Maintaining Independence and Sobriety Through Systems Integration, Outreach, and Networking (MISSION-HPACT)
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|ClinicalTrials.gov Identifier: NCT02942979|
Recruitment Status : Recruiting
First Posted : October 24, 2016
Last Update Posted : April 18, 2019
|Condition or disease|
|Co-Occurring Disorders Homelessness Substance Abuse Disorder Mental Illness|
Background: Homeless Veterans often have multiple health care and psychosocial needs, including assistance with access to housing and health care, as well as support for ongoing treatment engagement. The Department of Veterans Affairs (VA) developed specialized Homeless Patient Alignment Care Teams (HPACT) with the goal of offering an integrated, "one-stop program" to address the Housing and Healthcare needs of Homeless Veterans. However, while 70% of HPACT's Veteran enrollees have co-occurring mental health and substance use disorders (COD), HPACT does not have a uniform, embedded treatment protocol for this subpopulation. One wraparound intervention designed to address the needs of homeless Veterans with COD which is suitable to be integrated into HPACT clinic sites is the evidence-based practice called Maintaining Independence and Sobriety through Systems Integration, Outreach, and Networking-Veterans Edition, or MISSION-Vet. Despite the promise of MISSION-Vet within HPACT clinics, implementation of an evidence based intervention within a busy program like HPACT can be difficult. The current study is being undertaken to identify an appropriate implementation strategy for MISSION-Vet within HPACT. The study will test the implementation platform called Facilitation and compared to implementation as usual (IU).
Aims: (1) Compare the extent to which IU or Facilitation strategies achieve fidelity to the MISSION-Vet intervention as delivered by HPACT homeless provider staff. (2) Compare the effects of Facilitation and IU strategies on the National HPACT Performance Measures. (3) Compare the effects of IU and Facilitation on the permanent housing status. (4) Identify and describe key stakeholders' (patients, providers, staff) experiences with, and perspectives on, the barriers to, and facilitators of implementing MISSION.
Design: Type III Hybrid modified stepped wedge implementation comparing IU to Facilitation across 7 HPACT teams in 3 sites in the greater Los Angeles VA system.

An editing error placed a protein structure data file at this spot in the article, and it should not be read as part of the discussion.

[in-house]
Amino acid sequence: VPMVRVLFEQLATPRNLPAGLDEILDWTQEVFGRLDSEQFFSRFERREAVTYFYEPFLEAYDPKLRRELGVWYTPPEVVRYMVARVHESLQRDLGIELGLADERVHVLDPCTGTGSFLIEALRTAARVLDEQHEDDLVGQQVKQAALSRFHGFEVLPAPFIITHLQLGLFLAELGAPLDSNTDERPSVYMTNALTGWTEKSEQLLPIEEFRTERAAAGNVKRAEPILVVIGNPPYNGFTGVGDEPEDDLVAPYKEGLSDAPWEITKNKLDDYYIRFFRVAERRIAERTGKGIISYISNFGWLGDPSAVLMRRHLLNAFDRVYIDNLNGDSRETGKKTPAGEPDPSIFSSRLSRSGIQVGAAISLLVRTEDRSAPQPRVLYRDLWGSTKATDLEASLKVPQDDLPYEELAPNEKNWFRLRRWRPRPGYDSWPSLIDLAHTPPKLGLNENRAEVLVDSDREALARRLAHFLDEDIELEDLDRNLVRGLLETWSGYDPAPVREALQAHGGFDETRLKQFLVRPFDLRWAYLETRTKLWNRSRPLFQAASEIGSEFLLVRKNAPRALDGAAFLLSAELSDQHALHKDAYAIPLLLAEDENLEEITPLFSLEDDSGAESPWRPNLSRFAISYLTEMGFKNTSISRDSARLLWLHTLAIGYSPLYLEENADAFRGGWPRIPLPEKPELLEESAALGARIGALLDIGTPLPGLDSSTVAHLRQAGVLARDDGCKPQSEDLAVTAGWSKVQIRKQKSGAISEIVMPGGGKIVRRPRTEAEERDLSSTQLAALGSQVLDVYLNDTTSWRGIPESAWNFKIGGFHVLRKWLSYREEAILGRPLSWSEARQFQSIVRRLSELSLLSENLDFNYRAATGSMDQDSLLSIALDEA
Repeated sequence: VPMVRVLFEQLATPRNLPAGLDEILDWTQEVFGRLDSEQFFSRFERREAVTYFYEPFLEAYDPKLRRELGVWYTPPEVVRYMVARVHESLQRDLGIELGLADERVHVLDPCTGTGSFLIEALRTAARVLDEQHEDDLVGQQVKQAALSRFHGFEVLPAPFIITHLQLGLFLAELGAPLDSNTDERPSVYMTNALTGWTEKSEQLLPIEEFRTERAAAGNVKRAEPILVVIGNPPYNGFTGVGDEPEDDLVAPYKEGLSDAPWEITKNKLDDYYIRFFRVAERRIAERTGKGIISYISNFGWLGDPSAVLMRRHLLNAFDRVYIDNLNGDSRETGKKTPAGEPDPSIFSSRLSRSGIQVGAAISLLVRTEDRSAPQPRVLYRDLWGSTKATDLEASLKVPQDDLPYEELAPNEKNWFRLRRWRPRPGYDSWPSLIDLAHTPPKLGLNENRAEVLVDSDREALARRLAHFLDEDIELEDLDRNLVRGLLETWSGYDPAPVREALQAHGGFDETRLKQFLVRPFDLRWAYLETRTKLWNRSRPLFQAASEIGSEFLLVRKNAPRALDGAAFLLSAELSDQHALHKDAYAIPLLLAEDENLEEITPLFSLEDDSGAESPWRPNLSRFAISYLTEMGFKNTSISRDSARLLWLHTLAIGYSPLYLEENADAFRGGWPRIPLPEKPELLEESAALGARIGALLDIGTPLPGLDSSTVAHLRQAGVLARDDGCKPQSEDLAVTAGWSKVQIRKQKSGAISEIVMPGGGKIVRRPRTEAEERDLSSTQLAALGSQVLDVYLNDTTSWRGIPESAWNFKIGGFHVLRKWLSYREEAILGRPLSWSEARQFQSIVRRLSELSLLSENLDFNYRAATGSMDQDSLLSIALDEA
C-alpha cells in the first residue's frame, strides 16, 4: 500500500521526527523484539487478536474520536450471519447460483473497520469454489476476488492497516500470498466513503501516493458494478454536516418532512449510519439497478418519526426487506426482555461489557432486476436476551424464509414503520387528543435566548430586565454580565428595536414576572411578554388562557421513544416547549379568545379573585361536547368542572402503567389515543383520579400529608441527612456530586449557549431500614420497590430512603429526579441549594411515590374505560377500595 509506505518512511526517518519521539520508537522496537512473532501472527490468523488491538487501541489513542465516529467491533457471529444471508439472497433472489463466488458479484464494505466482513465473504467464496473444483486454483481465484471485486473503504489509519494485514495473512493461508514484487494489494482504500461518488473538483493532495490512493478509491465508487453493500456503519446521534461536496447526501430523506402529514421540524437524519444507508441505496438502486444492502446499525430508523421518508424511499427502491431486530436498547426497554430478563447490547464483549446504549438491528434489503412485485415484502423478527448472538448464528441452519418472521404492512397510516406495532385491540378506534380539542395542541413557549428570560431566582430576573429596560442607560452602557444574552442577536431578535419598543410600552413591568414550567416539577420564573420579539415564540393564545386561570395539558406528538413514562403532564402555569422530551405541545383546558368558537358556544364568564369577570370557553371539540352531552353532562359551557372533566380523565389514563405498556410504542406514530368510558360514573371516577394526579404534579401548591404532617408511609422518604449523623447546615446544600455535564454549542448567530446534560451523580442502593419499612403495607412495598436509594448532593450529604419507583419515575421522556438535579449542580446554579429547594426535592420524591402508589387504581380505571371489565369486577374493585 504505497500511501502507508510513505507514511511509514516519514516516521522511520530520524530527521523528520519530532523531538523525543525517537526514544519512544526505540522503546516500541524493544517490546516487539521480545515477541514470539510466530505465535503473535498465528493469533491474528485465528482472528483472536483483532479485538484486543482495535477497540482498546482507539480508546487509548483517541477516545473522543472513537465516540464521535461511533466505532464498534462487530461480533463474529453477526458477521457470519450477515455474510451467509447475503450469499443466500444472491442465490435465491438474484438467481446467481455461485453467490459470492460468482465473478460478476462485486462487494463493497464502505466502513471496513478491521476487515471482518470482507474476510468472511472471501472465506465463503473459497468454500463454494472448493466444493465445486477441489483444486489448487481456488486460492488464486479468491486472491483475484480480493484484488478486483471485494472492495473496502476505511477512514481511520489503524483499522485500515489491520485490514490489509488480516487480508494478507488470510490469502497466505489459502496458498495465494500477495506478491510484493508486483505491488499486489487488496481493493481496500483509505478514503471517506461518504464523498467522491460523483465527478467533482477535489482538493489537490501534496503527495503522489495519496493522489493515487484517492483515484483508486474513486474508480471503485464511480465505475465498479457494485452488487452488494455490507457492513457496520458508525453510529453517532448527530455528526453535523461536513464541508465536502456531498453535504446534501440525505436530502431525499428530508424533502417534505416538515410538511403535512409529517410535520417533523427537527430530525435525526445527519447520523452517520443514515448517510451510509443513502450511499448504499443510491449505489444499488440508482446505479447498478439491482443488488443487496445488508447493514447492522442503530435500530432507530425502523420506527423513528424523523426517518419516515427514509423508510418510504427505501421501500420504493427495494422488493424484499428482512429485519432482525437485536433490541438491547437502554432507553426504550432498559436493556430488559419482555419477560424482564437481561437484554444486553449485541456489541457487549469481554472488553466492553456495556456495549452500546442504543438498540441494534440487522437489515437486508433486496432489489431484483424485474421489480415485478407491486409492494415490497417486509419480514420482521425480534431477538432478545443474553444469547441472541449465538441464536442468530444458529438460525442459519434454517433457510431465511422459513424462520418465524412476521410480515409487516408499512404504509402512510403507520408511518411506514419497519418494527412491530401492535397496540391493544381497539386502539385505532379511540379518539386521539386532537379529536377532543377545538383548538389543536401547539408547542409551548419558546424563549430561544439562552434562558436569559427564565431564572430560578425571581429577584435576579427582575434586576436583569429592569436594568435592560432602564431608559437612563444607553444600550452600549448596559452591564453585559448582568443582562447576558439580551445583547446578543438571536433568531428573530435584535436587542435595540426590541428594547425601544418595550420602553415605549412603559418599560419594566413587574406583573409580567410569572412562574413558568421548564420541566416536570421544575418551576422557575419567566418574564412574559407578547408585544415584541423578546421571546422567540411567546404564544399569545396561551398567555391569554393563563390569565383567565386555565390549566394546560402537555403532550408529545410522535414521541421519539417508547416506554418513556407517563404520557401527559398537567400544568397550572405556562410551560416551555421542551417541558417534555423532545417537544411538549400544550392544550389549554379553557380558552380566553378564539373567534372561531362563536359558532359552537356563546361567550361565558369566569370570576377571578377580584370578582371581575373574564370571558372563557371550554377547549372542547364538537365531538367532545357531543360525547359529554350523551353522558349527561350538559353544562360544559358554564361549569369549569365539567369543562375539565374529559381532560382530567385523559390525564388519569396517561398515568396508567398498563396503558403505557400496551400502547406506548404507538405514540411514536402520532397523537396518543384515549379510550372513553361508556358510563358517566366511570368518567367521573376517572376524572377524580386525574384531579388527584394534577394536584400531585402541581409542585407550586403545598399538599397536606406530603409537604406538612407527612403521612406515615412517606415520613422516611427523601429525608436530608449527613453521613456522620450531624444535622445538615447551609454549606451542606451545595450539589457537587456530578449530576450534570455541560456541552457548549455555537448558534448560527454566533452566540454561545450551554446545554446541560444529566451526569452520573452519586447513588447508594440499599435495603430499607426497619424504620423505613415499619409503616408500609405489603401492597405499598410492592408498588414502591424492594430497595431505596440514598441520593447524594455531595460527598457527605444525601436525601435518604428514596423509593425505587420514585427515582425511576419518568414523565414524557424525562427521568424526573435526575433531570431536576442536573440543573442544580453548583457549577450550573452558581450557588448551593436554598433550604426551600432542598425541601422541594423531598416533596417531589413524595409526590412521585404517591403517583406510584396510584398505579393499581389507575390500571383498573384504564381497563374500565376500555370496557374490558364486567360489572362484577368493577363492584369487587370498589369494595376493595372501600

Discussion: Integrating MISSION-Vet within HPACT has the potential to improve the health of thousands of Veterans but, it is crucial to implement the intervention appropriately in order for it to succeed. The lessons learned in this protocol could assist with a larger roll-out of MISSION within HPACT.
|Study Type :||Observational [Patient Registry]|
|Estimated Enrollment :||200 participants|
|Target Follow-Up Duration:||12 Months|
|Official Title:||Maintaining Independence and Sobriety Through Systems Integration, Outreach, and Networking (MISSION) (QUE 15-284)|
|Actual Study Start Date :||February 12, 2016|
|Estimated Primary Completion Date :||June 30, 2020|
|Estimated Study Completion Date :||September 1, 2020|
MISSION Implementation as Usual
Passive implementation or, IU for MISSION-Vet is comprised of a two-hour webinar training, along with key information on how to access and use the MISSION-Vet Treatment Manual and Consumer Workbook. The manual is posted on the web and available inside the VA on the National Center for Homelessness Among Veterans website or at missionmode.org. This passive implementation strategy has been used in previous studies
Facilitation Implementation of MISSION
Facilitation is a comprehensive approach in which implementation experts partner with local staff to support implementation planning and to tailor adoption strategies to the local context. Facilitation gives attention to addressing individual- and organizational-level factors that can influence successful implementation of an evidence based practice with good fidelity.